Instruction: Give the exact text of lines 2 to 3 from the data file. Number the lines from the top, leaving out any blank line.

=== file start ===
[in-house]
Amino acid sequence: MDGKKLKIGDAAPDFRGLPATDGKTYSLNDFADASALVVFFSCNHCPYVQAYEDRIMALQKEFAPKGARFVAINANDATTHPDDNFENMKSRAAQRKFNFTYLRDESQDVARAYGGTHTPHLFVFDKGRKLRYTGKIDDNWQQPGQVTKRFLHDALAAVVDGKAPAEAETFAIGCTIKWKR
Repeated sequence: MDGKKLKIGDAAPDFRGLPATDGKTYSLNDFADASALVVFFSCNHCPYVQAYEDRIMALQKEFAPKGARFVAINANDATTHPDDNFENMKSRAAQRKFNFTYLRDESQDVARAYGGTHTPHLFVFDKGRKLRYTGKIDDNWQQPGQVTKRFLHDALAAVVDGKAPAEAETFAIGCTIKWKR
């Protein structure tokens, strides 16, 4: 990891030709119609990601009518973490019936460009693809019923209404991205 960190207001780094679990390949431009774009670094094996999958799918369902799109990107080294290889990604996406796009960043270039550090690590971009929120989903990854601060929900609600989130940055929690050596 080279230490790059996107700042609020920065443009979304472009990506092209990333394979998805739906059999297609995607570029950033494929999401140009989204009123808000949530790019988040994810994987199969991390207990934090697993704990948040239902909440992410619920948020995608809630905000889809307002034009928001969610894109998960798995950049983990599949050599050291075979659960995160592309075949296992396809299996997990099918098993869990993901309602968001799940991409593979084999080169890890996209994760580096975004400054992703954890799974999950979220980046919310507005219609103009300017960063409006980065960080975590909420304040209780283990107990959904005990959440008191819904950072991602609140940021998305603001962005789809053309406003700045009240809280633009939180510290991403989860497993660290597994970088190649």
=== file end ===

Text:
Amino acid sequence: MDGKKLKIGDAAPDFRGLPATDGKTYSLNDFADASALVVFFSCNHCPYVQAYEDRIMALQKEFAPKGARFVAINANDATTHPDDNFENMKSRAAQRKFNFTYLRDESQDVARAYGGTHTPHLFVFDKGRKLRYTGKIDDNWQQPGQVTKRFLHDALAAVVDGKAPAEAETFAIGCTIKWKR
Repeated sequence: MDGKKLKIGDAAPDFRGLPATDGKTYSLNDFADASALVVFFSCNHCPYVQAYEDRIMALQKEFAPKGARFVAINANDATTHPDDNFENMKSRAAQRKFNFTYLRDESQDVARAYGGTHTPHLFVFDKGRKLRYTGKIDDNWQQPGQVTKRFLHDALAAVVDGKAPAEAETFAIGCTIKWKR